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Checking in on the Seahawks’ defense and potential camp battles

Philadelphia Eagles v Seattle Seahawks Photo by Otto Greule Jr /Getty Images

After taking a look at the offense and potential camp battles on Tuesday, it’s time to look at the Seattle Seahawks’ defense today. While there’s quality competition at every level of the defense, the biggest variable is, of course Earl Thomas, who is currently holding out until his contract situation is resolved.

Position-by-position, let’s take a look at the state of the defense during the last phase of offseason workouts, before training camp gets underway in late July.

Defensive Tackle (4)

Locks: Jarran Reed, Tom Johnson, Nazair Jones

On the bubble: Shamar Stephen, Poona Ford

Long shots: Quinton Jefferson, Eddy Wilson, Malik McDowell*

Free agent addition Tom Johnson will most likely join Jarran Reed as a starter inside, replacing the departed Sheldon Richardson. While neither player will be regular three-down defenders, both are capable of rushing the passer and stopping the run, giving Seattle flexibility inside. Nazair Jones was one of the surprises of the 2017 season for the Seahawks and should become a legitimate nickel rusher in year two, provided he can stay healthy.

Along with Johnson, Shamar Stephen was brought over from the Minnesota Vikings and is close to being a roster lock, but not quite. It would only cost the team $1M in dead money to move on and there is a lot of competition at defensive tackle. A big part of that competition is Poona Ford, who surprisingly went undrafted and could provide Seattle with a great amount of value. Ford will push Stephen throughout July and August, and brings with him a higher upside.

Quinton Jefferson played well in his second go-round with the Seahawks at the end of 2017 and his ability to play inside and out will only help him as he makes a roster push. He finds himself towards the bottom of a deep position group, however. Only one of Wilson or Ford will be able to make a long run at the 53-man roster and Ford has a considerable leg up.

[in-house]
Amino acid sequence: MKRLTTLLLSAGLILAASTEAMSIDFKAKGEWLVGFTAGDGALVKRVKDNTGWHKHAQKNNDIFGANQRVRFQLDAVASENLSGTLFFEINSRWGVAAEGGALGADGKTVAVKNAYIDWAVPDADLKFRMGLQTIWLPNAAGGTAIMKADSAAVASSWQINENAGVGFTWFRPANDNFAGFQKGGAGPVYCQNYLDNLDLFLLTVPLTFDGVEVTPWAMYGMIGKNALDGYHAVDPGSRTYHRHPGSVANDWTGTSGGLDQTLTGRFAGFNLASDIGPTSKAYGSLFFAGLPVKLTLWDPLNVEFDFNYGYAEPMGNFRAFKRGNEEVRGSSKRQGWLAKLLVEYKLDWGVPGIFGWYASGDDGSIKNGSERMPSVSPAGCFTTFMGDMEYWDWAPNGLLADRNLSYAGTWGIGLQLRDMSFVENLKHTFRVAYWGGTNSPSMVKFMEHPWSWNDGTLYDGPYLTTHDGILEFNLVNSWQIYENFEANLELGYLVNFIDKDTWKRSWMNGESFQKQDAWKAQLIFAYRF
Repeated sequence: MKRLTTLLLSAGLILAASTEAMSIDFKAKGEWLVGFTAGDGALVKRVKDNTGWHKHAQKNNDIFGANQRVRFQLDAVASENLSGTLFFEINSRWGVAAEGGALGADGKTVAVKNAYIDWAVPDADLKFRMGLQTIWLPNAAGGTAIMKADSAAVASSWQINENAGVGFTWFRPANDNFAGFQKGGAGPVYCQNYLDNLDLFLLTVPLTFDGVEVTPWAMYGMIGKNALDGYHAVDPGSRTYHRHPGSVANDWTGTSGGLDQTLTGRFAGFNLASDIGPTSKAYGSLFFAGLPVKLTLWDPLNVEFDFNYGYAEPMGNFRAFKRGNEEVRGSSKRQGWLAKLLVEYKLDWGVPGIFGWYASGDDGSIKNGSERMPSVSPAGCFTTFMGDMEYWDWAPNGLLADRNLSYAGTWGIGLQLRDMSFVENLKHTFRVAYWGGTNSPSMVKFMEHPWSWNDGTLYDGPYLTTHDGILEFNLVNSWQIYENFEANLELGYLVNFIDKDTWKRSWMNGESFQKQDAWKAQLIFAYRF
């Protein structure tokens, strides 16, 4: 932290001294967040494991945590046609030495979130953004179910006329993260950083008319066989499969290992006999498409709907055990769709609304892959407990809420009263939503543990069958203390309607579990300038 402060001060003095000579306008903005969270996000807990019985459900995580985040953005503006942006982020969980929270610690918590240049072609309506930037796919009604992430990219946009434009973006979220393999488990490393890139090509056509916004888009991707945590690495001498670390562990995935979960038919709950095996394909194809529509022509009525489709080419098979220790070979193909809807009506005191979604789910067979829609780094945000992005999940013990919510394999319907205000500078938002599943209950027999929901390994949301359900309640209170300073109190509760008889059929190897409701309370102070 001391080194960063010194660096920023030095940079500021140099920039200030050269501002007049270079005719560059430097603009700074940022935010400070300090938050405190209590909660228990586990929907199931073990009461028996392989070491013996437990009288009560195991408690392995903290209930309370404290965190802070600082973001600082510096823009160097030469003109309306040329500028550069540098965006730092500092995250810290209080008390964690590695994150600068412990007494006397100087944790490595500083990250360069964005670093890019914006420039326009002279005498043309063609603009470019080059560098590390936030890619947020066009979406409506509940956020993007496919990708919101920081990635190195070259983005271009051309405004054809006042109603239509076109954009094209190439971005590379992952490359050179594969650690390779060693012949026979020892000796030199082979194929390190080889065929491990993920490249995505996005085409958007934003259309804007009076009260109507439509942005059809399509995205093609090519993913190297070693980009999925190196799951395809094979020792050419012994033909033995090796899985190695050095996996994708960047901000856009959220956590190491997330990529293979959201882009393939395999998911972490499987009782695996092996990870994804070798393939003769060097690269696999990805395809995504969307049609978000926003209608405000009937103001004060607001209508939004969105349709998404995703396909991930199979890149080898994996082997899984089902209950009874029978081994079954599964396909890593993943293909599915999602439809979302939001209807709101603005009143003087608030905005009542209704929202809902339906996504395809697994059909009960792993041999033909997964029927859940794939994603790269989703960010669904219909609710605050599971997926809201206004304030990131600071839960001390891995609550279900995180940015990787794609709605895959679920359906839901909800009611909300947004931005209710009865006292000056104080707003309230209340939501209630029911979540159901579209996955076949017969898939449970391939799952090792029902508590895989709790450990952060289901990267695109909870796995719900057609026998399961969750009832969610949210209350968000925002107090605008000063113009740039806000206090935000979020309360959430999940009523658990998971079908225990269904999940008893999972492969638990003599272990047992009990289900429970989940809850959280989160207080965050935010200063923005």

*Malik McDowell is a long shot only in that he’s a long shot to be on the 53-man roster. Whether he’s released with a failed physical designation or spends another year on the NFI list, he won’t be on Seattle’s 53-man roster in 2018.

Defensive End (5)

Locks: Frank Clark, Dion Jordan, Rasheem Green, Jacob Martin

On the bubble: Branden Jackson, Marcus Smith

Long shots:

Frank Clark, the longest tenured Seahawk on the defensive line (!) will be expected to carry the pass rushing load for the first time in his career. Across from him, Dion Jordan should start and, if he’s able to maintain the level he played at in 2017, could put himself in line for a tidy payday next offseason. Rasheem Green will get the majority of his reps at 5-tech, but can and will slide inside in certain pass rushing situations. His fellow rookie, Jacob Martin, will get immediate snaps in a shallow position group, as long as he can create pressure on passing downs.

An unexpected contributor last season, Branden Jackson was promoted to the active roster in Week 6 and became a useful part of the rotation, however was inexplicably underused as Michael Bennett nursed a foot injury over the season’s second half. Marcus Smith revitalized his career in his first season in Seattle, coming up with multiple timely big plays. Smith has been working with both the defensive line and linebackers, but with Jacob Pugh and Barkevious Mingo both expected to play the SAM/OTTO role, Smith has to be a pass rusher first to make the 53. Not helping Jackson or Smith’s cause is the deep defensive tackle group; there’s a strong chance the team goes with five DTs and 4 EDGEs, especially with projected EDGE snaps from Mingo and Pugh, as well.

Linebacker (6)

Locks: Bobby Wagner, K.J. Wright, Shaquem Griffin, Barkevious Mingo

On the bubble: D.J. Alexander, Jacob Pugh

Long shots: Emmanuel Beal, Warren Long, Austin Calitro, Joshua Perry

Shaquem Griffin will backup K.J. Wright on the weakside, as well as being a terror on special teams, as Wright enters the final year of his contract. After going to a more traditional off-ball linebacker skill set on the strongside following Bruce Irvin’s departure, the Seahawks are closer to replicating his versatile game with the signing of Barkevious Mingo.